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Lips, Time Magazine, New York, 1960
Sophia Loren, Rome, 1955
Ormond in Window, New York, 1960
Anita Ekberg, For Parade, New York, 1954
Nuns, Rio De Janeiro, 1955
Donna Jordan Wearing Norma Kamali, Newsweek, 1978
Girls in Windows, New York, 1960
Girl in The Light, New York, 1967
Born into a working class New York family in 1925, Ormond Gigli received his first camera when he was a young teenager. It was a gift from his father who had borrowed the money to buy it. At high school Gigli took after-school jobs assisting various photographers, one of these jobs was for Wilhela Cushman, fashion editor of Ladies’ Home Journal, from whom Gigli learnt about the exuberant world of fashion photography. Receiving his draft in the Second World War, he joined the navy as a photographer and then returned to civilian life to go to the School of Modern Photography in New York on the GI Bill.
Although invited to work for the Ladies’ Home Journal after the war, Gigli decided to go to Paris where he lived, as he put it, ‘the life of a starving artist’. Whilst in Europe Gigli took trips to Spain and Portugal, returning to Paris with photographs to show to LIFE magazine, the editor of which asked him: ‘Will you do what I tell you to do? Will you take some straight-on shots, and not just profiles, because [Robert] Capa won’t.’ Gigli’s work for LIFE, his first assignment of which was featured as a centrefold, became the catalyst for the beginning of a hugely successful career. He went on to publish extensively in other magazines such as Paris Match, Colliers and TIME. His famous sitters included Sophia Loren, Anita Ekberg, Marcel Duchamp, John F. Kennedy,Halston, Gina Lollobrigida, Diana Vreeland, Giancarlo Giannini, Marlene Dietrich, Judy Garland, Sir Laurence Olivier, Alan Bates, Richard Burton, Willem de Kooning, Liza Minnelli, Louis Armstrong and Miles Davis.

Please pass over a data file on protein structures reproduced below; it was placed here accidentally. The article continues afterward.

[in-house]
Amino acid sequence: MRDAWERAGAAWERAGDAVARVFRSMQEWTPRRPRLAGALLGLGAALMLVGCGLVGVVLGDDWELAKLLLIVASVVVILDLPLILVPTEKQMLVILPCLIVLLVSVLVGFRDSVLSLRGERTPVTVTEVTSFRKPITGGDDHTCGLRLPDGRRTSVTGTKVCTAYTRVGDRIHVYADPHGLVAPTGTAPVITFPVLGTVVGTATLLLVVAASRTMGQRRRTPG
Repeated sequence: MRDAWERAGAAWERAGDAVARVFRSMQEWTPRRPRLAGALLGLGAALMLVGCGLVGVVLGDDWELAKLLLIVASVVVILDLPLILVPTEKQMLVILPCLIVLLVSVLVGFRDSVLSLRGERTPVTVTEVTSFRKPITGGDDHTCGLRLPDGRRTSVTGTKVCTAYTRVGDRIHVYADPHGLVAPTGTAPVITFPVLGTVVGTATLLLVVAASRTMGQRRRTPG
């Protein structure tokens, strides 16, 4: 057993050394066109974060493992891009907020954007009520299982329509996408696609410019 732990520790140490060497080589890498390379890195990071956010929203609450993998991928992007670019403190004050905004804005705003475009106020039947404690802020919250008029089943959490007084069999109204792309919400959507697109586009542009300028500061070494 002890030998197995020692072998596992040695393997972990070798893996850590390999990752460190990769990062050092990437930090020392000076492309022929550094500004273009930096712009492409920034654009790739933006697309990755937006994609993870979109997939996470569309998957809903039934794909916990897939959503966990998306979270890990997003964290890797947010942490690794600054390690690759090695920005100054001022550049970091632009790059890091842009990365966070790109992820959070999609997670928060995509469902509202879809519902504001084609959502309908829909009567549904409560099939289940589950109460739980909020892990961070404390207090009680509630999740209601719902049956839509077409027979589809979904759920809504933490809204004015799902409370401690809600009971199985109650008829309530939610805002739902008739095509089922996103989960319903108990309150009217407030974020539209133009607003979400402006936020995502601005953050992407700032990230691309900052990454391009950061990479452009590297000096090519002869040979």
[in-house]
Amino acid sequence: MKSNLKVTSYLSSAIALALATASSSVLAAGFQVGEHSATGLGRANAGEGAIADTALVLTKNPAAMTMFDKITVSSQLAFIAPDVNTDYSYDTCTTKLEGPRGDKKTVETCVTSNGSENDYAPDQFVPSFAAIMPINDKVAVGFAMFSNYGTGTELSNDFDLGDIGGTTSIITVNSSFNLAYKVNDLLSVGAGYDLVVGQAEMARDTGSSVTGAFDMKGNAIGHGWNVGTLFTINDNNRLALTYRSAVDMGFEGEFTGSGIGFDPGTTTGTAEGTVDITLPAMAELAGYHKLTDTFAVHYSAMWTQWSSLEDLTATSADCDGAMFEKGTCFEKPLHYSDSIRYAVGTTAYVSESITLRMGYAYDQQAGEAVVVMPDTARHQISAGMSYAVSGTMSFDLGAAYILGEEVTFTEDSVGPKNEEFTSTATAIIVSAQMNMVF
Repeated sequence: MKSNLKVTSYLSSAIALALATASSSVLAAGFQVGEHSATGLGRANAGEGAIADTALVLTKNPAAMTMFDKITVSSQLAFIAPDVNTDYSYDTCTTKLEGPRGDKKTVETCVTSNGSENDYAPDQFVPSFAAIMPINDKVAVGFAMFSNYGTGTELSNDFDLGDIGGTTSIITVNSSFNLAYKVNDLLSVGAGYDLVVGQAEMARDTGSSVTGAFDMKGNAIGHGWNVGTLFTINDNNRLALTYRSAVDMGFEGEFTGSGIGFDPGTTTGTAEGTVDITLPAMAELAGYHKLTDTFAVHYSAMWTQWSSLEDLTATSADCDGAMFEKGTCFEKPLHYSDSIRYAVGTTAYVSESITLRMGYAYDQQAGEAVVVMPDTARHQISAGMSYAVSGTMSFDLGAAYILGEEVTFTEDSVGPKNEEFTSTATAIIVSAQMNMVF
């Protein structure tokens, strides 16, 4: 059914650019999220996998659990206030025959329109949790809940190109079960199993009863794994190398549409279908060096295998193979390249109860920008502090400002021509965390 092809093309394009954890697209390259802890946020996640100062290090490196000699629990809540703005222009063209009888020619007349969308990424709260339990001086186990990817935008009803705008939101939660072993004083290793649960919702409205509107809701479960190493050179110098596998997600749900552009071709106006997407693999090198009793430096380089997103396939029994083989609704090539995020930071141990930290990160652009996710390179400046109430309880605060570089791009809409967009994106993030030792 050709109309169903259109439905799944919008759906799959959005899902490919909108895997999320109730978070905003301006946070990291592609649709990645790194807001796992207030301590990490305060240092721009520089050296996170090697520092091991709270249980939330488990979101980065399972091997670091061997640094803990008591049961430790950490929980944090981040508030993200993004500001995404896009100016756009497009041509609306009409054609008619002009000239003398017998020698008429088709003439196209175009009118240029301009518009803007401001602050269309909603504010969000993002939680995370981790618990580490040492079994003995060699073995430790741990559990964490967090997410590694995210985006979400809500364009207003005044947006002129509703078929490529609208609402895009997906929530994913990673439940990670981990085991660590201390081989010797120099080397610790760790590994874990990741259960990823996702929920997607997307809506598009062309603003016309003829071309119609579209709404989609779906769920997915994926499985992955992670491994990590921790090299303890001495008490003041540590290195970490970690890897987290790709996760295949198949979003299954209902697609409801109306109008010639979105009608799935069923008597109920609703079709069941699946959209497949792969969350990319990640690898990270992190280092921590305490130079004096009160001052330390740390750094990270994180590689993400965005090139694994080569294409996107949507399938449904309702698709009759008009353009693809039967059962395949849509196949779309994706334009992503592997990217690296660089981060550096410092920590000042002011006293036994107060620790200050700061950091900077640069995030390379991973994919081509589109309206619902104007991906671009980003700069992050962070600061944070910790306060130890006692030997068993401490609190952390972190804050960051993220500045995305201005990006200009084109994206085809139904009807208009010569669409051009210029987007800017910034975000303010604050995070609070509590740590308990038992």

In 1960 Gigli bought a brownstone on East 58th Street. He turned the ground floor into a studio, the first floor into his family home, and set about renovating the apartments on the upper floors. He came up against resistance from Marcel Duchamp, a founding figure of the Dada and Modernist movements, who lived on the top floor. Duchamp was reluctant to leave the apartment as he thought the stairs kept him young. He moved out, however, on the arrival of Gigli’s renovators. The building opposite Gigli’s became the focus of his famous Girls in Windows.
Through the 1970s and 80s Gigli focused on advertising photography, maintaining the tendencies towards playfulness and vibrancy that his earlier work had established. He later sold the New York house and retired to a farm in the Berkshires.